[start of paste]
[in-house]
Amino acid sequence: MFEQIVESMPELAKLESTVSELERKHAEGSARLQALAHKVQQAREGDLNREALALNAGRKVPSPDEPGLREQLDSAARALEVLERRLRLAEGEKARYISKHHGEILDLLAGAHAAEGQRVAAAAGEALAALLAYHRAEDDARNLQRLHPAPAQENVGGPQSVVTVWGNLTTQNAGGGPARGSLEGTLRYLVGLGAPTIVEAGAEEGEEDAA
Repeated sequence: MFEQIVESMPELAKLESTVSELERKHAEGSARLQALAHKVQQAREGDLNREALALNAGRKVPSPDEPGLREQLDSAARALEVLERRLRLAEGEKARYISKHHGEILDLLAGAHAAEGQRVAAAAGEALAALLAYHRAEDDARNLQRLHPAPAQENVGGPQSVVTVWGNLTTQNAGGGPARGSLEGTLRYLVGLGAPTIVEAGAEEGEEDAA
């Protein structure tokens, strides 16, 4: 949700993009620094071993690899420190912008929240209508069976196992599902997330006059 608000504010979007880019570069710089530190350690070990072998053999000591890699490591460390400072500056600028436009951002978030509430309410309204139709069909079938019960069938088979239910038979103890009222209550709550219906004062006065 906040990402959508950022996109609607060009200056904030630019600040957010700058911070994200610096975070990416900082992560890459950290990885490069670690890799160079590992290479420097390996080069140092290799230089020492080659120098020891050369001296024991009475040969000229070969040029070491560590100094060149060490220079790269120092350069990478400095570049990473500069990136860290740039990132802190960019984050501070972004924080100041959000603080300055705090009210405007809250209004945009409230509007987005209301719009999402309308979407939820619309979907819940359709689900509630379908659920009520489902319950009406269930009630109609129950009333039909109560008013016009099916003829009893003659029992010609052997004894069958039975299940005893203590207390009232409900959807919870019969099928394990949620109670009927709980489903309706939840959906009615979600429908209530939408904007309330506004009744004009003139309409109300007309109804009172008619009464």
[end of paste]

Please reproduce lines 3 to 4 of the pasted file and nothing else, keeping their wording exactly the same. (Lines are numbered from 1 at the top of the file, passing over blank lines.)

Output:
Repeated sequence: MFEQIVESMPELAKLESTVSELERKHAEGSARLQALAHKVQQAREGDLNREALALNAGRKVPSPDEPGLREQLDSAARALEVLERRLRLAEGEKARYISKHHGEILDLLAGAHAAEGQRVAAAAGEALAALLAYHRAEDDARNLQRLHPAPAQENVGGPQSVVTVWGNLTTQNAGGGPARGSLEGTLRYLVGLGAPTIVEAGAEEGEEDAA
């Protein structure tokens, strides 16, 4: 949700993009620094071993690899420190912008929240209508069976196992599902997330006059 608000504010979007880019570069710089530190350690070990072998053999000591890699490591460390400072500056600028436009951002978030509430309410309204139709069909079938019960069938088979239910038979103890009222209550709550219906004062006065 906040990402959508950022996109609607060009200056904030630019600040957010700058911070994200610096975070990416900082992560890459950290990885490069670690890799160079590992290479420097390996080069140092290799230089020492080659120098020891050369001296024991009475040969000229070969040029070491560590100094060149060490220079790269120092350069990478400095570049990473500069990136860290740039990132802190960019984050501070972004924080100041959000603080300055705090009210405007809250209004945009409230509007987005209301719009999402309308979407939820619309979907819940359709689900509630379908659920009520489902319950009406269930009630109609129950009333039909109560008013016009099916003829009893003659029992010609052997004894069958039975299940005893203590207390009232409900959807919870019969099928394990949620109670009927709980489903309706939840959906009615979600429908209530939408904007309330506004009744004009003139309409109300007309109804009172008619009464």